EBCI ARTIST PROFILE: Jody Bradley Lipscomb

by Dec 4, 2023A&E, COMMUNITY sgadugi0 comments


One Feather Asst. Editor


CHEROKEE, N.C. – For Jody Bradley Lipscomb, her art is a way to connect with and educate others about her heritage.  A member of the Eastern Band of Cherokee Indians (EBCI), she has shown her paintings in numerous exhibits and shows and currently has several pieces in the “This Land Calls Us Home” at the Atlanta Airport.

“I had a vision book,” she said.  “I cut out pictures and taped them in a book thinking, one of these days I’m going to paint that.  I collected art I liked and always thought, that’s cool, and I can do that in Cherokee.  I like to create a subtle shift in the way we see things, especially for those who are not Cherokee.”

Jody Bradley Lipscomb poses with her book entitled “Eastern Band of Cherokee Indians Family Activity Book”. (SCOTT MCKIE B.P./One Feather photo)

Jody paints with acrylics but also enjoys pen and ink and mixed media.  “I am self-taught and culturally-inspired.  I’d like to think I’m a quiet activist and a secret educator.”

Other exhibits she has been a part of include: “And Still We Dance”, a one-woman show at Lake Junaluska; “Cherokee Syllabary and Contemporary Art”, a show featuring numerous EBCI tribal members at the Asheville Art Museum; “And Still We Dance” at the Carson-Newman Heritage Museum; and she had an Artist Spotlight by the Jackson County Art Council.

For “This Land Calls Us Home”, Jody has three pieces in the exhibit including “Under Construction”, “It’s Who We Are”, and “The Crying Tree”.

Of the pieces, she noted, “’Under Construction’ depicts a Cherokee basket maker constructing a white oak basket.  Of course, the red bandana is my favorite.  I love creating the texture in the basket.  ‘It’s Who We Are’ is a Cherokee woman with the Syllabary on her body.  I heard Jerry Wolfe (late EBCI Beloved Man) say, ‘our language is who we are’.  I listened and painted.”

Her work is also featured in several galleries including: Qualla Arts & Crafts Mutual, Inc.; Museum of the Cherokee People; Queen House Gallery; and the Haywood County Arts Gallery.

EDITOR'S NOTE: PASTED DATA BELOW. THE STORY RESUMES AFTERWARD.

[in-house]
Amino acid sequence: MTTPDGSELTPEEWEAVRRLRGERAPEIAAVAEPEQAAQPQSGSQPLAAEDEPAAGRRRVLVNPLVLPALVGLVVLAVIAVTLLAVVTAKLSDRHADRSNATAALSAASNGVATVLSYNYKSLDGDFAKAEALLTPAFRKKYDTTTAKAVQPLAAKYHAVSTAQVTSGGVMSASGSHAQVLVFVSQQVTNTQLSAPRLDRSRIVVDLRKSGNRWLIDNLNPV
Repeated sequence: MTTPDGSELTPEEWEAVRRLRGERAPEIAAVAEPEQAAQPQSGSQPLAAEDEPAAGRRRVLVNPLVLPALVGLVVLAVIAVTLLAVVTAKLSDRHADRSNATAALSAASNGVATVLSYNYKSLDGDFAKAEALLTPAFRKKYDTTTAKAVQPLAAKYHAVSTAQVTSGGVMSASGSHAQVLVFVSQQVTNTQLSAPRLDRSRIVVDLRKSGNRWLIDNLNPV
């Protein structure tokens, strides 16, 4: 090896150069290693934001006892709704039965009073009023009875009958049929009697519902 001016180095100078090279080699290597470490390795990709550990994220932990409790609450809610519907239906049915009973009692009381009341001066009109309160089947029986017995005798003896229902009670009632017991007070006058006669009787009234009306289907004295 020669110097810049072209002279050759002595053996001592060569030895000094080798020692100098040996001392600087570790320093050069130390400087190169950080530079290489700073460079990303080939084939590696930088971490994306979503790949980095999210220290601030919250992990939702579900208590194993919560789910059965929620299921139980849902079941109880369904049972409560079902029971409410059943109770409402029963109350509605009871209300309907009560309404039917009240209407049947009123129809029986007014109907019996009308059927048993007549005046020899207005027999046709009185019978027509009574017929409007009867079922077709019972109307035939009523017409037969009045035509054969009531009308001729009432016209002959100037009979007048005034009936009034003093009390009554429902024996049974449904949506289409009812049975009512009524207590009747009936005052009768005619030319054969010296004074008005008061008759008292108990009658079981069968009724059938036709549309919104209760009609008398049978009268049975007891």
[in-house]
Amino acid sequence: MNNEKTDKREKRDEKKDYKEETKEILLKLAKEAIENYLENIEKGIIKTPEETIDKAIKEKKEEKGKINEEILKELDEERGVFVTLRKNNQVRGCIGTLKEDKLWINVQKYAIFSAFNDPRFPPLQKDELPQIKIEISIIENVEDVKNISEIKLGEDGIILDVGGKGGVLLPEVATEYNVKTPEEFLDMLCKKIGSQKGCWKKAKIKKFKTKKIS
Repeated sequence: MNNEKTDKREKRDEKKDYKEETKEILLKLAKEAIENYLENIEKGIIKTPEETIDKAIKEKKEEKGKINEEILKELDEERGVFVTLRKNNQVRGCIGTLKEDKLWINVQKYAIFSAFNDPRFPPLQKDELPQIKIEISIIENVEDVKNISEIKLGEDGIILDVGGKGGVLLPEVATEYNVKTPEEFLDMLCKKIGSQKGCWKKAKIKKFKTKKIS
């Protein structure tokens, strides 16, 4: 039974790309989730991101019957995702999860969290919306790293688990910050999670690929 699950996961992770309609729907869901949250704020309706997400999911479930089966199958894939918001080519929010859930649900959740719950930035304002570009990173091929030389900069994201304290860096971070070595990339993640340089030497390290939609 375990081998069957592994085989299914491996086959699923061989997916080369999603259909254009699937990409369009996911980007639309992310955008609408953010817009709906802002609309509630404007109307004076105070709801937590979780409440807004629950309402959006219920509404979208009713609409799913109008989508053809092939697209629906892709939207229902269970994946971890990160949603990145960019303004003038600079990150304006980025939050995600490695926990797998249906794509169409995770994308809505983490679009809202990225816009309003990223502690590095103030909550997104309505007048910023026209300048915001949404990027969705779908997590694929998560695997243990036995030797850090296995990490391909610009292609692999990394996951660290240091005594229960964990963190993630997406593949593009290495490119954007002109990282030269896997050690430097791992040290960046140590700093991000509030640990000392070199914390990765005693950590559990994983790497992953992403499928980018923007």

Jody’s creativity isn’t limited to painting.  In 2019, she wrote the “Eastern Band of Cherokee Indians Family Activity Book” that is full of fun activities and valuable, correct information about the Tribe and is geared towards visitors to the Qualla Boundary.

As a youth, her first job was at the “Unto These Hills” outdoor drama.  “We always got those crazy questions, ‘where’s the reservation?’ and ‘where do all the Indians live?’.  So, I tried to address some of that in this book.  And, I wanted it to be something that families could do together when they come, not just for kids.”

“My focus is Cherokee women,” said Jody.  “I love painting Southeastern petroglyphs.  The first artists fascinate me.  I try to visit every petroglyph I paint if possible.  The Cherokee Syllabary is always a priority.  I may not speak Cherokee, but I share it in my art.  I have several wonderful resource people who advise me.”

“It’s Who We Are” is one of Jody’s pieces included in the “This Land Calls Us Home” exhibit currently being held at the Atlanta Airport. (Photo courtesy of Lipscomb)

Jody has several inspirations.  “Shan Goshorn told me in my early years, ‘keep painting, you’ll find your voide’.  I will never forget that.”

She added, “Lambert Wilson was always encouraging, supportive, and a wonderful mentor.  He inspired me to be a better artist.  Josh Adams (Jody’s son) holds me to a higher standard!”

While creating her art, she listens to a variety of things ranging from Native American flute music by Matt Tooni or Carlos Nakai and gospel music sung in the Cherokee language by the Welch Family from the Snowbird Community to Ravel’s ‘Bolero’ and The Message contemporary Christian radio.

“I think the educator in me starts every painting with ‘what can I teach about my people?’”

When asked how she’d like her art to be viewed by future generations, Jody noted, “I would like my Cherokee people to say, ‘I have one of her paintings’ and others to say ‘I did not know I did not know that’ or ‘I have learned something’.”

Some of Jody’s work is featured at the Authentically Cherokee site: https://www.authenticallycherokee.com/artists/jody-bradley/

She can also be reached at: JodyBradleyArt@gmail.com